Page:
As assessed by Oxygen Radical Absorbance Capacity (ORAC), caffeic acid appears to have similar anti-oxidant potential as chlorogenic acid, and dihydrocaffeic acid has a significantly greater capacity.
Coffee consumption per se is associated with higher Homocysteine levels in even healthy persons, and it seems both caffeine and chlorogenic acid are partly to blame. Homocysteine is seen as a biomarker of cardiovascular disease, and when it increases whatever causes heart diseases tend to also increase.
In regards to coffee and blood pressure, it is well established that caffeine can cause transient (lesser than 3 hour) blood pressure spikes in the hypertensive; however, long-term associations with coffee and blood pressure are unclear according to a recent meta-analysis.
It seems that caffeine is slightly pro-hypertensive compound whereas chlorogenic acid and its metabolites exert a potent anti-hypertensive effect. Green coffee extract (with a high chlorogenic acid content) has been shown to reduce blood pressure in humans and this effect is contributed to the metabolite ferulic acid, which increases vasoreactivity and general blood pressure lowering ability.
Chlorogenic acid may be able to induce body fat loss via acting as a PPARa agonist, and increasing body heat produced. It may also reduce proliferation of new fat cells through its anti-oxidant effects.
Chlorogenic acid appears to have a weak psychostimulatory effect in rats, vicariously though caffeic acid and m-coumaric acid. Ferulic acid and 3-hydroxyphenylpropinoic acid had no effects. The degree of increased ambulatory activity was approximately one third that of caffeine at physiologically relevant dosages.
Chlorogenic acid, as well as coffee (both caffeinated and decaf) is able to act as an anti-oxidant in neurons against Hydrogen Peroxide induced stress. The effect appears to be mediated through upregulating the anti-oxidant enzyme known as NQO1.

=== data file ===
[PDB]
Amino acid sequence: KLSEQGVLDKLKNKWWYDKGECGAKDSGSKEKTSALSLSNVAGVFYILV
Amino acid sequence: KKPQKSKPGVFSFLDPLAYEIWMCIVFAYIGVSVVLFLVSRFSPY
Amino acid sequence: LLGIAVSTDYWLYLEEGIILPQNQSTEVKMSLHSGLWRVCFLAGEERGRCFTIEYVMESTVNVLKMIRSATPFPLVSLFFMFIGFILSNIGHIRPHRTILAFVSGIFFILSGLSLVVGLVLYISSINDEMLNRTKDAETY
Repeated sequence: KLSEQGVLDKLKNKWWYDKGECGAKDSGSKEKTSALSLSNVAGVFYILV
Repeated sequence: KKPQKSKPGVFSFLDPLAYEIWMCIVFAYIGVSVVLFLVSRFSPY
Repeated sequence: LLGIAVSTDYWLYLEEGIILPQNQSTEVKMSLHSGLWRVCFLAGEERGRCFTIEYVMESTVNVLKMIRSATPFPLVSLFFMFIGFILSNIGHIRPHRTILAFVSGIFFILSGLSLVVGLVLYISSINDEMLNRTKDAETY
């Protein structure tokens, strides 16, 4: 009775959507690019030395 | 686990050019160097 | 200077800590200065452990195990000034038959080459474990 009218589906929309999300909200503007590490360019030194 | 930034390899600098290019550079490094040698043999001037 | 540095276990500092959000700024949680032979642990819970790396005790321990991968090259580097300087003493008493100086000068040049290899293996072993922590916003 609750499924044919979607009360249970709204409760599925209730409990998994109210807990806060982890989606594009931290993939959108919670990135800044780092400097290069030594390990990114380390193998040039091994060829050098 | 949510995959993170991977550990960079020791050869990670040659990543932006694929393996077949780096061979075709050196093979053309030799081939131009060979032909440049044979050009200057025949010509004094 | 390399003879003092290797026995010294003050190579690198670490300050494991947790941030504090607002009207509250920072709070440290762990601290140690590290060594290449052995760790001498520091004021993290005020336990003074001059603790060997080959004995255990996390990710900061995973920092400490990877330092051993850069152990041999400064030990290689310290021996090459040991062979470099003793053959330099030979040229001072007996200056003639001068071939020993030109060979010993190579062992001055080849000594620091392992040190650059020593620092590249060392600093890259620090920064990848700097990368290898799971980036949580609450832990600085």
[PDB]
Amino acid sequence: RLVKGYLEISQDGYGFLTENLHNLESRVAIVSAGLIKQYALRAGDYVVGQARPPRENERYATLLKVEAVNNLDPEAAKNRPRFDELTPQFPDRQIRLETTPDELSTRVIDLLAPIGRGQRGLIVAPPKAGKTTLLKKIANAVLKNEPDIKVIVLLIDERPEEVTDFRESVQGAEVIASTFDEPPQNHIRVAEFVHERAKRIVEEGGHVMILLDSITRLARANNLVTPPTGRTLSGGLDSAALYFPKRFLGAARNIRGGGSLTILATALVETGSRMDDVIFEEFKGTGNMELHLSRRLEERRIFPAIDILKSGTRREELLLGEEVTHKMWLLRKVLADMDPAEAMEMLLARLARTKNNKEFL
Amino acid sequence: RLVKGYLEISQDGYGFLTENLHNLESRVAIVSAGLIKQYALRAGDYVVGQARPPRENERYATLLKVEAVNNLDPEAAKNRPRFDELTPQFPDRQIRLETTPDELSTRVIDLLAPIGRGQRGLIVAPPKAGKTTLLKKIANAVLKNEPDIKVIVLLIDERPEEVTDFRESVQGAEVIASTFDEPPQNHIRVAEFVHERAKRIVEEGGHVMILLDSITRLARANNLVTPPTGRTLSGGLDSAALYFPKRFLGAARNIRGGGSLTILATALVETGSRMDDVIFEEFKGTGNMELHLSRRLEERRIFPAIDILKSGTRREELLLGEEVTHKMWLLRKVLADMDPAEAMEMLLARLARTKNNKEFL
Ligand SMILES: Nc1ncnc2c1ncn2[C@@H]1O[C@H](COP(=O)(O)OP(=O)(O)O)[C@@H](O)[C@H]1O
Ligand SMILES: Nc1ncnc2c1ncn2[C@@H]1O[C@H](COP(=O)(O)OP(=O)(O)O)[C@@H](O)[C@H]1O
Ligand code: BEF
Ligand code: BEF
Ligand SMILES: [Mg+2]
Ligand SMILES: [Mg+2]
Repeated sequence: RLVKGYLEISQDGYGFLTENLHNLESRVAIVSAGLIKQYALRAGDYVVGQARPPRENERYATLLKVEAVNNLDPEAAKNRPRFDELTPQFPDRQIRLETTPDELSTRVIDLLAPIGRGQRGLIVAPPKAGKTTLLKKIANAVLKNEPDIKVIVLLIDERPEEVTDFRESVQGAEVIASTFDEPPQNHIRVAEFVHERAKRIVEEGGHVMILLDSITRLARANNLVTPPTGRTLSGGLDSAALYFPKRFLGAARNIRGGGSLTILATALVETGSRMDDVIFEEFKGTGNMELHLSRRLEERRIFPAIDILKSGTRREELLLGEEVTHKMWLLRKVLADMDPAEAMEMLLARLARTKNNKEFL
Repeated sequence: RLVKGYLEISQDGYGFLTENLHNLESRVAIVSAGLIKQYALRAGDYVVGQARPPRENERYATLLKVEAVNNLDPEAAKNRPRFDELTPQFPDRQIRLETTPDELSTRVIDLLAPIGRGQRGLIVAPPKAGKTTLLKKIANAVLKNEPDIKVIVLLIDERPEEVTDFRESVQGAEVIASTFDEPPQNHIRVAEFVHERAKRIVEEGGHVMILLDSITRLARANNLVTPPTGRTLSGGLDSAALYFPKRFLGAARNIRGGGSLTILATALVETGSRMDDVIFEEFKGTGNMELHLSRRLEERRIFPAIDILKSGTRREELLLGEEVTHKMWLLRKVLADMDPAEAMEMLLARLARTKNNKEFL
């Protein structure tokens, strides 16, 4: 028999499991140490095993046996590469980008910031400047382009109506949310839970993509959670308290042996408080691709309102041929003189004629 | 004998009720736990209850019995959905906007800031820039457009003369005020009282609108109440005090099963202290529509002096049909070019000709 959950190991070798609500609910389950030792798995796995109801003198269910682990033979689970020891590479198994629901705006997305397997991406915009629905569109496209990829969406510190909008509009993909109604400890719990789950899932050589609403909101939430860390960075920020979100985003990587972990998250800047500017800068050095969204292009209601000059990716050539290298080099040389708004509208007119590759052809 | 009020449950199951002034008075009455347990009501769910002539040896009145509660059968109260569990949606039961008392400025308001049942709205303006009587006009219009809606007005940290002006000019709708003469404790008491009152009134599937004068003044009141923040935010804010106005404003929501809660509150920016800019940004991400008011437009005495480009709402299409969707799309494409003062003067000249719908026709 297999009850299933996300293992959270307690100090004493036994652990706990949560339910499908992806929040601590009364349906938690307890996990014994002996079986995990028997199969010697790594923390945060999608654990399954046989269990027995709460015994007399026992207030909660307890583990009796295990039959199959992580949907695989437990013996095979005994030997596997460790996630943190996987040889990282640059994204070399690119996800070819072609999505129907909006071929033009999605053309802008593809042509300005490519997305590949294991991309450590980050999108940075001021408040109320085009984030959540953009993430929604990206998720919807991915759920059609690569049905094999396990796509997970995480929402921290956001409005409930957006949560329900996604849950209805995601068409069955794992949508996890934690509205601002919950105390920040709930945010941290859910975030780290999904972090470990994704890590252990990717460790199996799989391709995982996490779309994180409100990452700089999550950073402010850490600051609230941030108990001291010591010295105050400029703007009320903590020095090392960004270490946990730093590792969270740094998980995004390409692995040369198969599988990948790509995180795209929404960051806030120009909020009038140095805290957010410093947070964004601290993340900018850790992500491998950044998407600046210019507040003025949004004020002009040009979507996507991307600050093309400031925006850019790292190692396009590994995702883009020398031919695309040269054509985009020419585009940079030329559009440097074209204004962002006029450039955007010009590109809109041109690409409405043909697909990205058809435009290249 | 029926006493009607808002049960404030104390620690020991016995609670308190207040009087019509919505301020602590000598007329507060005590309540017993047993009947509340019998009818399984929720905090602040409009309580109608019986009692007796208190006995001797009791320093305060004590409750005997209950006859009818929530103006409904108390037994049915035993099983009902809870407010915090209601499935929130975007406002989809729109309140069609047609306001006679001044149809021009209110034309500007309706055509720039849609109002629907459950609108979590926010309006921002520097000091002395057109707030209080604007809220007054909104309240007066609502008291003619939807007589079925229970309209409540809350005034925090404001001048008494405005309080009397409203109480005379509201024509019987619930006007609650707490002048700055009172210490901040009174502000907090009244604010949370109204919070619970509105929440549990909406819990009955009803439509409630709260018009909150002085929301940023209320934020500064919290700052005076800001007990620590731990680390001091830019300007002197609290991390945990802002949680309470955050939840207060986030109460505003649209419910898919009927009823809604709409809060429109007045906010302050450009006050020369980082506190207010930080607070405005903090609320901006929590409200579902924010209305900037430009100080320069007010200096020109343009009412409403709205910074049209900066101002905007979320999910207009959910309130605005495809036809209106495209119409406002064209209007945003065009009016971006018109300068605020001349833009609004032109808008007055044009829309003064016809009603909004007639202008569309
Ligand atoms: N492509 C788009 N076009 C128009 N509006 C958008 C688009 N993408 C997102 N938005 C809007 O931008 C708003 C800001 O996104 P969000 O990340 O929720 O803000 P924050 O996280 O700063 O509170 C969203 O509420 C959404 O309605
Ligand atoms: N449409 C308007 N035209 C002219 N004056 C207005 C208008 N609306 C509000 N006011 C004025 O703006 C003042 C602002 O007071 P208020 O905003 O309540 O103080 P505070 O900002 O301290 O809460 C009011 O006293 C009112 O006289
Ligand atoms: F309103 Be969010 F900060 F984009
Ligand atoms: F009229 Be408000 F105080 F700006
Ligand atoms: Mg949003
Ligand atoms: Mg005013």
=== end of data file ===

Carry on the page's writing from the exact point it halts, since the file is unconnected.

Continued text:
Coffee is known to be associated with protection against Parkinson's Disease over a long period of time as evidence by epidemiology, and this historically has been thought to be due to the caffeine content. Chlorogenic acid may also preserve dopaminergic neurons by suppressing neuroinflammation.
There has been a noted correlation between coffee ingestion and less fat mass in both rodents and humans, results which are confounded with the inclusion of caffeine which may suppress fat gain over time. Additionally, there may be social differences between coffee drinkers and non-coffee drinkers leading to weight discrepancies.
There is some evidence, however, that this association between coffee and weight (inverse relation, more coffee being linked to less fat mass) extends to decaffeinated coffee; excluding caffeine as a variable. Laboratory results, however, suggest that most of the weight loss effects of coffee are done via caffeine (as coffee compared to decaffeinated coffee exerts significant differences in fat mass reduction).
There appear to be no differences in lipid metabolism, lipolysis, or direct anti-obesity mechanisms which can be contributed to chlorogenic acid rather than coingestion of caffeine which lays suspicion that the correlation between decaffeinated coffee and weight loss lays not in human biochemistry, but mere caloric displacement (drink calorie free coffee instead of having a treat) or perhaps vicariously through improved glucose tolerance. Either that, or doses in coffee are too low to exert appreciable effects.